A Baroque coffered ceiling
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A Baroque coffered ceiling

Architecture, Conservation
About This Project

Josef Aquilina, founding partner at CREAID, was designated to carry out the structural and aesthetic conservation-restoration of the only wooden coffered ceiling inside a seventeenth century Valletta building known today as Dar l-Ewropa. The entire conservation project, which transformed the building to house the offices of the European Commission and the European Parliament, has been awarded with a Diploma in the 2009 Architectural Heritage Awards by local NGO “Din l-Art Ħelwa”, for a most important contribution to architectural heritage, for the rehabilitation and re-use of a XVI century Valletta town house.

More Information
Dar l-Ewropa – the offices of the European Commission and the European Parliament – stands at a corner where St Paul’s Street meets Old Theatre Street. Although there is no documented evidence which points to the date of the erection of the building, its architectural vocabulary points to the seventeenth century. It would not be unfounded to assume, however, that the building underwent interventions of embellishment after that as a result of the urban renewal that characterized this part of the city in the eighteenth century.

The baroque ceiling was in a very poor condition both structurally and aesthetically. Most of the damage was attributable to ill use and to a general negligence of the edifice itself. This had moreover led to a widespread biodegradation which seriously endangered its survival and transmission over time. The entire structure was liable to collapse as the secondary beams – supporting sides North and South –had slid out of their corresponding sockets due to overloading. Damage from water ingress further contributed to the deteriorated state of the structure.

Heavy loads both from on top of the ceiling boards and inside the inaccessible coffers were removed through careful cleaning. The infiltration of the overlying stone spalls and sand layer into the coffers contributed to the overloading of the structure. Such operation has even helped in making successive impregnating treatments of both biocide and consolidants more effective and achieving a better penetration into the cavity of the wood.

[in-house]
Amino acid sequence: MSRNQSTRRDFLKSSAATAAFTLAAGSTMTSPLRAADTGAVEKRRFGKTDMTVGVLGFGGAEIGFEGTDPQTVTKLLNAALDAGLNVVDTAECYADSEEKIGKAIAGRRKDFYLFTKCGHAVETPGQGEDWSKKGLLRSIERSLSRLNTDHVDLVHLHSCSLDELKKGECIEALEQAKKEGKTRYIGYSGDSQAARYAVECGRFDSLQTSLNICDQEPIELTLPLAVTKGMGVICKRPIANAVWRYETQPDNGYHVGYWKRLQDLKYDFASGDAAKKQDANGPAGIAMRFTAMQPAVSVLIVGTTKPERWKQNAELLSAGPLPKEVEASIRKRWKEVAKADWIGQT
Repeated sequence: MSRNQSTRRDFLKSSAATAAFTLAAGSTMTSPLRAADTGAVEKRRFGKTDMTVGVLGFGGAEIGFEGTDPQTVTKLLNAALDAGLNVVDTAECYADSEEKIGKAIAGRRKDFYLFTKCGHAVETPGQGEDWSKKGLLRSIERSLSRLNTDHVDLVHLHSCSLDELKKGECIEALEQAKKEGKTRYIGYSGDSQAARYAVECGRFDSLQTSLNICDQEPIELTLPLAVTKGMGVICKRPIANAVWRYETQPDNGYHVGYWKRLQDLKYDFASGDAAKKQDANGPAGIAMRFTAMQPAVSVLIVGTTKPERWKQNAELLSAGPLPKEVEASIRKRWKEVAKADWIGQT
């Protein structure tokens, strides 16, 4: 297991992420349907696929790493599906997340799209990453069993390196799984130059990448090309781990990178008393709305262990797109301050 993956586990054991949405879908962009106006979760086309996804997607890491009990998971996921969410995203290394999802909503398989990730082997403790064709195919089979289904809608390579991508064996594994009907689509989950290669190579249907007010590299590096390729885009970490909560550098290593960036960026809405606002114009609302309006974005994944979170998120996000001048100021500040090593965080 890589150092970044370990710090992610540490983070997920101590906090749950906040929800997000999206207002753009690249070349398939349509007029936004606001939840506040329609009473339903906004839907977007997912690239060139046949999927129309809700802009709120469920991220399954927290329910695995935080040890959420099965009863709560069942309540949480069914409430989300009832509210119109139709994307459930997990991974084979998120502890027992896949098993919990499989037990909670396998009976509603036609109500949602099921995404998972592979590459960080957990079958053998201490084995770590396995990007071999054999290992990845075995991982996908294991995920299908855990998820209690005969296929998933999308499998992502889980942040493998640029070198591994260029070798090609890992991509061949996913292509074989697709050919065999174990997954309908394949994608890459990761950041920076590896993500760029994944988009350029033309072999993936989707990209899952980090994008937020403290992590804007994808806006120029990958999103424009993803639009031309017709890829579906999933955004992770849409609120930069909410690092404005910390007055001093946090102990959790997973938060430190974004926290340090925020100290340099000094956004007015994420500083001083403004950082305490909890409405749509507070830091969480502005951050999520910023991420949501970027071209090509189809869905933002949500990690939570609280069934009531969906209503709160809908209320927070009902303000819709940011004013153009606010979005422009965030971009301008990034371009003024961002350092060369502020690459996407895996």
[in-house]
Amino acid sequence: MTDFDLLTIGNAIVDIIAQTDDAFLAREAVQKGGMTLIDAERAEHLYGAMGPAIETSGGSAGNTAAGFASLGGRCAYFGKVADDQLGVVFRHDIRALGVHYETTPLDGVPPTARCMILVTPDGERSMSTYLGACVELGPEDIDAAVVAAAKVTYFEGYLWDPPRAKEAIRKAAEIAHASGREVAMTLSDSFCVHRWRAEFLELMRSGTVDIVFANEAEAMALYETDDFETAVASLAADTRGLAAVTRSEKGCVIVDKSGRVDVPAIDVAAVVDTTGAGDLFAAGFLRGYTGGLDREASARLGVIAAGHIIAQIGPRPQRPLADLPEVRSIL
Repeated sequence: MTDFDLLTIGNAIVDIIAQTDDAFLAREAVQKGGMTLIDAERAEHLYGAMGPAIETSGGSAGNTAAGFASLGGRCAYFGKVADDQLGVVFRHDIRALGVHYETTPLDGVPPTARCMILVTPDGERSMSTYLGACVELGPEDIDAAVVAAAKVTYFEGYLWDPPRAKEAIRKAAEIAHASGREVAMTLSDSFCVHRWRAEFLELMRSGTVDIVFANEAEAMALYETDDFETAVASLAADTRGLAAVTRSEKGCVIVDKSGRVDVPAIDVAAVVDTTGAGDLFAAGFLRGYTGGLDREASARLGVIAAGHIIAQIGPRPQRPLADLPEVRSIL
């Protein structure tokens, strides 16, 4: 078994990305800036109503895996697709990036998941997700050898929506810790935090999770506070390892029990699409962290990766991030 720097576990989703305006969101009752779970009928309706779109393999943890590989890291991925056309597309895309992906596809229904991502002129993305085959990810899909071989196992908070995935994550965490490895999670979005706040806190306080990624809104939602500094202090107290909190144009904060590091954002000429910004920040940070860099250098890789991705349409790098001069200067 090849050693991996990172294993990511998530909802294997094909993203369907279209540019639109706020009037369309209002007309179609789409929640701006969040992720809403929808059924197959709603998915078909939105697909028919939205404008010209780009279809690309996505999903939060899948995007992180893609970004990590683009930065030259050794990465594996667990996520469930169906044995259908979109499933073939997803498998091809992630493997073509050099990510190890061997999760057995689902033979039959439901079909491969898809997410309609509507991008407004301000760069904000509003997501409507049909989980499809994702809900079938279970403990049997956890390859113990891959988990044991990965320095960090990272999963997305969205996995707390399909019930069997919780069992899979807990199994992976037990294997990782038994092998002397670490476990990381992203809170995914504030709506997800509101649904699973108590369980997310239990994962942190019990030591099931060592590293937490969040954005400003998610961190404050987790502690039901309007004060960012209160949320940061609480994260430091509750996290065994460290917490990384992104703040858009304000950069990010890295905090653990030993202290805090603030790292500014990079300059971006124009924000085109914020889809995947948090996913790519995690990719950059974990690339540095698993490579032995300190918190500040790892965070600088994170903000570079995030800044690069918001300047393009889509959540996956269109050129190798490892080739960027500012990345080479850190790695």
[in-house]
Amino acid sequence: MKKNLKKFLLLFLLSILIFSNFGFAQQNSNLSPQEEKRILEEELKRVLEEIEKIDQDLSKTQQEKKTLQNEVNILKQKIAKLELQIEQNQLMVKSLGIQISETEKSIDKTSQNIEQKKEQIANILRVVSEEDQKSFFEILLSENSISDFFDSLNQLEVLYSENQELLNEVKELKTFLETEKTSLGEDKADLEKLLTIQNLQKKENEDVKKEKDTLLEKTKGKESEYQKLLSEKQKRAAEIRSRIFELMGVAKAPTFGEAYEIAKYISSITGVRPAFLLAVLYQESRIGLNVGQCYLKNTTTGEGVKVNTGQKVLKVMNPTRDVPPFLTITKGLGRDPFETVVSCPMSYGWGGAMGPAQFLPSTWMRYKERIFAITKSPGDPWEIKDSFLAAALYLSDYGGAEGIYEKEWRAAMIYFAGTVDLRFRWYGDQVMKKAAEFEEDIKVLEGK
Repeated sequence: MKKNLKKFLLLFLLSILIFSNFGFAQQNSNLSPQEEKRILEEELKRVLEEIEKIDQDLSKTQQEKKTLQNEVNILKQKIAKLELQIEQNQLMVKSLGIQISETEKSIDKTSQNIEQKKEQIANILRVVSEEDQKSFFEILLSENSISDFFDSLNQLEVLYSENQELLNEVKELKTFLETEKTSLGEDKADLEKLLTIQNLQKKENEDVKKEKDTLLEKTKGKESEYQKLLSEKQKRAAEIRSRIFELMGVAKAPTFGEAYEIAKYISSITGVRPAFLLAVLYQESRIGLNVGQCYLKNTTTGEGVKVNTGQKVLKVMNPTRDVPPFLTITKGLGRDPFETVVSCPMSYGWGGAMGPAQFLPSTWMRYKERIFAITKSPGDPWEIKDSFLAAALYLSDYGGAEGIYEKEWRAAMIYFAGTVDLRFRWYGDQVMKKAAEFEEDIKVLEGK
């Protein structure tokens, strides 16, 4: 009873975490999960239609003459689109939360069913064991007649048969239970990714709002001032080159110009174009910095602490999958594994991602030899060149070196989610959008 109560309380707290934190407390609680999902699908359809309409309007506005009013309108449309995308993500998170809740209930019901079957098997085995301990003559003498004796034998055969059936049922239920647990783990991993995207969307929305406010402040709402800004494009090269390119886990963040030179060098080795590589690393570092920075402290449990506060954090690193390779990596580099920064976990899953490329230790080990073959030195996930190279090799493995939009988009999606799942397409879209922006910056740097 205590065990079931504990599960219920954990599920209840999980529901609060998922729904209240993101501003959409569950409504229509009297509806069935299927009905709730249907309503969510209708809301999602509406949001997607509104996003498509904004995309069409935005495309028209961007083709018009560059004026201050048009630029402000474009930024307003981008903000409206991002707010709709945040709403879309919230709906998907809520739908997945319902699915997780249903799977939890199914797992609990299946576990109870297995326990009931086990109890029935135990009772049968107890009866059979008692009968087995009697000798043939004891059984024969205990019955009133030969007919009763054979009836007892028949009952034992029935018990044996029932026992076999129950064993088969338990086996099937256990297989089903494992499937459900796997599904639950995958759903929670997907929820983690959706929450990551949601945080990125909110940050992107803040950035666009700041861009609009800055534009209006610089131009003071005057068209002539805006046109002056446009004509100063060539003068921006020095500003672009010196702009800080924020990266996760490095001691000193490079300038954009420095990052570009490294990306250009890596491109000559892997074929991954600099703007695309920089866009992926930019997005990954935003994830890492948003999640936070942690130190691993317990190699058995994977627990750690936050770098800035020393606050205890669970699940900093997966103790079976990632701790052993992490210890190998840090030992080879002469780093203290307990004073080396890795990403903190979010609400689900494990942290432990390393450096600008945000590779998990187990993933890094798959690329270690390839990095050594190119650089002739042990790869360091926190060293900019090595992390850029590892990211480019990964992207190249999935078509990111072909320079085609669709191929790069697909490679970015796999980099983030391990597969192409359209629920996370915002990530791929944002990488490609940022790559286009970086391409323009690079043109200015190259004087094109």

Creep deformations in the framework were corrected where possible once it was ensured that the structure was stabilised. Both north-east and south-west sides of the ceiling where cautiously hoisted back into their former position and supported by tension hangers off the newly inserted steel beam relieving structure.

Through meticulous cleaning, large amounts of fillers, plasters and layers of paint were removed. This intervention restored the proper aesthetic and perspective of the ceiling while re-exposing its detailed decoration.

Through scientific testing carried out during the cleaning process it resulted that traces of the original pigments remained, suggesting that the ceiling may most probably have originally been polychrome. Not enough evidence unfortunately remained to be able to reinstate such colours, thus a neutral colour scheme was chosen to enhance the ceiling’s aesthetic while taking into consideration the new uses.